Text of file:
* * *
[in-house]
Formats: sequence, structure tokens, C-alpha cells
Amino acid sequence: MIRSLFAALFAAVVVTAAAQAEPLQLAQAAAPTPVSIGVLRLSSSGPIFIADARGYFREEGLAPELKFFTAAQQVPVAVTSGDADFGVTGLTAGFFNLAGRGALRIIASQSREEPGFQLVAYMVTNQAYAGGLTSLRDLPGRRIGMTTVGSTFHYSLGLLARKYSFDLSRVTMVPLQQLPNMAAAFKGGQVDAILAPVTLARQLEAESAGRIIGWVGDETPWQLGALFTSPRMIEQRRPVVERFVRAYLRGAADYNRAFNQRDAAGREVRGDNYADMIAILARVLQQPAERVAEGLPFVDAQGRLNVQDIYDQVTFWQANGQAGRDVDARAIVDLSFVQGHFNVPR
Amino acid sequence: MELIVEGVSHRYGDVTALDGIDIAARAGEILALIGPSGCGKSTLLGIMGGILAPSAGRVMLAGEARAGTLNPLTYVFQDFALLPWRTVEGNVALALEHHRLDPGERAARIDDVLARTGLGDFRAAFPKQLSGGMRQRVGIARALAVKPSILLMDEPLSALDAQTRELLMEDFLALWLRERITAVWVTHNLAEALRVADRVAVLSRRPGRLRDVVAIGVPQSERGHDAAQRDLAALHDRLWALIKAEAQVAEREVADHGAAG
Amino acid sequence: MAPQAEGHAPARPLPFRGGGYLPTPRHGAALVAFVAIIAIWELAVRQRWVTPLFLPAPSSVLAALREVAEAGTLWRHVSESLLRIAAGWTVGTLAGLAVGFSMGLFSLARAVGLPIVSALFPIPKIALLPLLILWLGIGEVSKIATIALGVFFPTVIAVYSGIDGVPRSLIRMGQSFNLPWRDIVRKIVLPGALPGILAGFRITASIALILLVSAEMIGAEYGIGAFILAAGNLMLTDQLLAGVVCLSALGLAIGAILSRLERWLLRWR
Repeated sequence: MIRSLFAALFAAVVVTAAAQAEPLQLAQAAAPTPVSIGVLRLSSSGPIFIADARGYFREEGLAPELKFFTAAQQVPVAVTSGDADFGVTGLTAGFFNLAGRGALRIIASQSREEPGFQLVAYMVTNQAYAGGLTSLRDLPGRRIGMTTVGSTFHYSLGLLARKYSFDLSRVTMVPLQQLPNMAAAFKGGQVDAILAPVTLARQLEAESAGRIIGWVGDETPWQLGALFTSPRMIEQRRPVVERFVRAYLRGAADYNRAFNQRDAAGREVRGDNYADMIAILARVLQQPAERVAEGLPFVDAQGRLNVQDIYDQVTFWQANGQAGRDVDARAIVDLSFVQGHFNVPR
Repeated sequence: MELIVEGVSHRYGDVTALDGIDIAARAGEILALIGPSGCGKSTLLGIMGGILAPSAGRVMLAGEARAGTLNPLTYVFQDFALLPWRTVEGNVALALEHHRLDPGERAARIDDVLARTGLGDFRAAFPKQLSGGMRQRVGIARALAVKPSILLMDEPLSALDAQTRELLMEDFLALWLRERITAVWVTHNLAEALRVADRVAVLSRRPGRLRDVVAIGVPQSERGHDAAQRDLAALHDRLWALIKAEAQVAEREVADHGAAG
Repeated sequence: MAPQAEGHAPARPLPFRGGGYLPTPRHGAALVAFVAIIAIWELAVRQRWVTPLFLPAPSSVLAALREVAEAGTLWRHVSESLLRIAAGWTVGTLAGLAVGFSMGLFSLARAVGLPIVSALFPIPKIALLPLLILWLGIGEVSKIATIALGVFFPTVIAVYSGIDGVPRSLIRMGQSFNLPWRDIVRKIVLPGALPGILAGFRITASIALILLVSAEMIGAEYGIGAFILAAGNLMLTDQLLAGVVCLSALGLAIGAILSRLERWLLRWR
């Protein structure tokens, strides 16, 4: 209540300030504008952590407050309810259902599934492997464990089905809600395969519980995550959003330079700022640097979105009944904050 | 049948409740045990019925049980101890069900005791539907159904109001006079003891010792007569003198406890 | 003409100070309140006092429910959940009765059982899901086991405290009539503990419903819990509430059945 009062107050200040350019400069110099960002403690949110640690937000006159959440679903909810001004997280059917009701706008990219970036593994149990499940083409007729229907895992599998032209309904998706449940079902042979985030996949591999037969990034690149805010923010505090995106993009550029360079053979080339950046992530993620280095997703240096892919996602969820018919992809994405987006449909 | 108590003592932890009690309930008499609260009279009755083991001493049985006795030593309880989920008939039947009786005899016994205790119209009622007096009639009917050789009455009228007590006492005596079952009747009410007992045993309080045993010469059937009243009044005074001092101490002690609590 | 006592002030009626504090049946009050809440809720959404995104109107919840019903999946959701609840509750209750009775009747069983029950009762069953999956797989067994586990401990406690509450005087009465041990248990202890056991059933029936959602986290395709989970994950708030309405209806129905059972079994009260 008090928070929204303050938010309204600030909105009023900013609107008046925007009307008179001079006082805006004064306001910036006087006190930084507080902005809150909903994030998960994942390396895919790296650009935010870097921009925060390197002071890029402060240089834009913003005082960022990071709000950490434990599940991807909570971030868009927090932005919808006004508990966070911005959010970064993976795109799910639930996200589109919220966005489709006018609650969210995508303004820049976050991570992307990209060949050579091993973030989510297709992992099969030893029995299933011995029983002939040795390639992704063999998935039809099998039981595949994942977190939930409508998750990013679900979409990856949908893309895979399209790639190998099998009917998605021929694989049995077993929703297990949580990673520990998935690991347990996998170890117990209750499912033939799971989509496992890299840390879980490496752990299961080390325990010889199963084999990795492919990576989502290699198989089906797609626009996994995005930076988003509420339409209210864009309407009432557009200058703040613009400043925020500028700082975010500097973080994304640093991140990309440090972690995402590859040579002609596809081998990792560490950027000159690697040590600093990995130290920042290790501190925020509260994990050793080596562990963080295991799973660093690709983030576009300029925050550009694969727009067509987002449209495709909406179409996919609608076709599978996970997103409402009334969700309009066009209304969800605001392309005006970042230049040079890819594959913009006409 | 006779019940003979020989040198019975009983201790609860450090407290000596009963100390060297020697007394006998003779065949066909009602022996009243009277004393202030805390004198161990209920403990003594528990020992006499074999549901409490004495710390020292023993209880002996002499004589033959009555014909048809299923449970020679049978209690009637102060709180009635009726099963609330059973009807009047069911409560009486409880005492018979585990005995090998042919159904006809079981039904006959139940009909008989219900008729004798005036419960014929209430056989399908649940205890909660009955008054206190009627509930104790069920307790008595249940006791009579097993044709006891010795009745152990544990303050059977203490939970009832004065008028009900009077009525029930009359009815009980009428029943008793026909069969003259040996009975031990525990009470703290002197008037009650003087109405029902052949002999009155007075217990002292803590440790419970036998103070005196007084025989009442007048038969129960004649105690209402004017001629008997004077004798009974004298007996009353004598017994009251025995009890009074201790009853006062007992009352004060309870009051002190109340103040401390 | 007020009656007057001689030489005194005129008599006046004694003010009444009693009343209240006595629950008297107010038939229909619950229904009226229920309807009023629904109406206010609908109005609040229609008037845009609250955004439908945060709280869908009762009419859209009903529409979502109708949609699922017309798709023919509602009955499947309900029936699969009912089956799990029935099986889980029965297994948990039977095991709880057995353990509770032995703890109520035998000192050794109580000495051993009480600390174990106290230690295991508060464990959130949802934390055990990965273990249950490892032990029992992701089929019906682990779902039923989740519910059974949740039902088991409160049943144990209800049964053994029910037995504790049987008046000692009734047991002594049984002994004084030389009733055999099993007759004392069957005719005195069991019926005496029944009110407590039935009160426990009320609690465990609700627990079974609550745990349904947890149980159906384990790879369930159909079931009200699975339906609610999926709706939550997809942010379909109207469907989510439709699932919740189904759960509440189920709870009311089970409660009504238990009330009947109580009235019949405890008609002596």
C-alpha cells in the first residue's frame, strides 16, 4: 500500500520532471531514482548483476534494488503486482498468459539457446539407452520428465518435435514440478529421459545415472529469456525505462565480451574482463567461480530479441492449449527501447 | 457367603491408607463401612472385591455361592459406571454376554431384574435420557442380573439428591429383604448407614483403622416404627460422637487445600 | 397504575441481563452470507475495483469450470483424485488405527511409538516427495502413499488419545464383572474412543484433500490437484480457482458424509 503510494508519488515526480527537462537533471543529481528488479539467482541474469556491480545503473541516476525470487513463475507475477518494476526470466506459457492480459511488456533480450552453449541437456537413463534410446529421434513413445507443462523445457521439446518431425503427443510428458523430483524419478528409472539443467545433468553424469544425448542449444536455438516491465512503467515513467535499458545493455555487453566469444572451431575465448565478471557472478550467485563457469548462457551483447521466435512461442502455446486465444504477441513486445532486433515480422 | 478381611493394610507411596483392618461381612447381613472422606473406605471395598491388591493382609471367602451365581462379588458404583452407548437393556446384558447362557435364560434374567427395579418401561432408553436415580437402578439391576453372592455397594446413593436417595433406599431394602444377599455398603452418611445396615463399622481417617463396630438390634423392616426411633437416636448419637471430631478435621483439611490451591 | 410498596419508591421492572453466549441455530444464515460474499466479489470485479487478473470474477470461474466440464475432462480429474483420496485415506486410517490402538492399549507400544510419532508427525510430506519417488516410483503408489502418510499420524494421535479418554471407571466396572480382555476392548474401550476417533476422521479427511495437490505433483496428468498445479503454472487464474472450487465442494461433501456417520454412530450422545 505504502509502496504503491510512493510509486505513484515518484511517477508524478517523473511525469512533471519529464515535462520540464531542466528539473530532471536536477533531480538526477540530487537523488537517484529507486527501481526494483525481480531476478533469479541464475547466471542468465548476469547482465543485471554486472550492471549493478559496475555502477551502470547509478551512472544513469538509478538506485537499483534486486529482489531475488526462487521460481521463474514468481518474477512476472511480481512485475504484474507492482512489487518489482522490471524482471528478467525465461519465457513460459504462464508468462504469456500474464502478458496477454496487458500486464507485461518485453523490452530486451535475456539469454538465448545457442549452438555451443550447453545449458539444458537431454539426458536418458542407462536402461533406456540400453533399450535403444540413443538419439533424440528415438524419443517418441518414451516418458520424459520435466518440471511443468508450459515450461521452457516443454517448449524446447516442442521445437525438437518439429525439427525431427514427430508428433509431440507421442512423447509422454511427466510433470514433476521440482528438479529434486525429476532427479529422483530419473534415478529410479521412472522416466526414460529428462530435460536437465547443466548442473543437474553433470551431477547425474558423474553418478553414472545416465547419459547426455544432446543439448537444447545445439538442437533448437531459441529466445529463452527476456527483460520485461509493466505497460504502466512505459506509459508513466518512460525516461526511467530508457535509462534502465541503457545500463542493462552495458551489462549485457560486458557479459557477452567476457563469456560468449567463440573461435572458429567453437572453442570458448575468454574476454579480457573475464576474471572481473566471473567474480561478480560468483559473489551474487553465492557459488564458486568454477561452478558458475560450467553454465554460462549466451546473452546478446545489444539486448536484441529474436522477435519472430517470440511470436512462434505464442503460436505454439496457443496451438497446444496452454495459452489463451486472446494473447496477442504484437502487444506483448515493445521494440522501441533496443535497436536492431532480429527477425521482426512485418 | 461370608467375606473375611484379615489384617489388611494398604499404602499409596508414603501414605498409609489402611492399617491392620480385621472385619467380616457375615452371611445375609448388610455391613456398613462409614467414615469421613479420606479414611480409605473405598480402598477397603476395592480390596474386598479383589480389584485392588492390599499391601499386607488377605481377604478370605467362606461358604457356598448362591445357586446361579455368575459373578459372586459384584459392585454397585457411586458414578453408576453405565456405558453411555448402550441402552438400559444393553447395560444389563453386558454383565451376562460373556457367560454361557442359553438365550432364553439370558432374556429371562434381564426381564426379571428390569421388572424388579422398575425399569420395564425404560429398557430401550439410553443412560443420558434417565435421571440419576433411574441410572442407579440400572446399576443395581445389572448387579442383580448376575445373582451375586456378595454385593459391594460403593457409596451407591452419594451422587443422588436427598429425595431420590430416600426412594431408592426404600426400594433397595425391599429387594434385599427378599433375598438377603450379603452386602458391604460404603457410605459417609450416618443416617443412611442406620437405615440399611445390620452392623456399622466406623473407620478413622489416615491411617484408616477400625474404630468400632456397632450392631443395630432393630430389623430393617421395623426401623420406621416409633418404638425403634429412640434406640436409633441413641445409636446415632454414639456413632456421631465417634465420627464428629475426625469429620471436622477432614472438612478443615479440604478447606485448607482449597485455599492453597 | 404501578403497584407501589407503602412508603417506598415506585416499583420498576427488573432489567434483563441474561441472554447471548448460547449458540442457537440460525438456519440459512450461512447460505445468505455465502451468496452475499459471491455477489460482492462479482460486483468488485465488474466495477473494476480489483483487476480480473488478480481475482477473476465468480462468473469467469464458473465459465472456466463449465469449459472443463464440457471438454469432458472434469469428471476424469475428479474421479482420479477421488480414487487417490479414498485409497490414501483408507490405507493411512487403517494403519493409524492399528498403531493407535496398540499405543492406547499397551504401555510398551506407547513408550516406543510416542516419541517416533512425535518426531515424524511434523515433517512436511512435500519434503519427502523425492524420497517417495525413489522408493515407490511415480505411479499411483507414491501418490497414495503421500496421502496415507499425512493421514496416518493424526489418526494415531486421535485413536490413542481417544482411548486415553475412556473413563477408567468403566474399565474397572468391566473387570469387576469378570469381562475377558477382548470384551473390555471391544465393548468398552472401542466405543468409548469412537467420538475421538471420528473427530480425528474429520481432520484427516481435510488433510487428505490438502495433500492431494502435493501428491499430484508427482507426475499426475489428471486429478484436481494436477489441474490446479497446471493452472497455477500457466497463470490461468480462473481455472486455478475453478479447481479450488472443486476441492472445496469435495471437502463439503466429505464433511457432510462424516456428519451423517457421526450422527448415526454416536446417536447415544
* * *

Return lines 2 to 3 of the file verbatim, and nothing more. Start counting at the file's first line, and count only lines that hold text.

Formats: sequence, structure tokens, C-alpha cells
Amino acid sequence: MIRSLFAALFAAVVVTAAAQAEPLQLAQAAAPTPVSIGVLRLSSSGPIFIADARGYFREEGLAPELKFFTAAQQVPVAVTSGDADFGVTGLTAGFFNLAGRGALRIIASQSREEPGFQLVAYMVTNQAYAGGLTSLRDLPGRRIGMTTVGSTFHYSLGLLARKYSFDLSRVTMVPLQQLPNMAAAFKGGQVDAILAPVTLARQLEAESAGRIIGWVGDETPWQLGALFTSPRMIEQRRPVVERFVRAYLRGAADYNRAFNQRDAAGREVRGDNYADMIAILARVLQQPAERVAEGLPFVDAQGRLNVQDIYDQVTFWQANGQAGRDVDARAIVDLSFVQGHFNVPR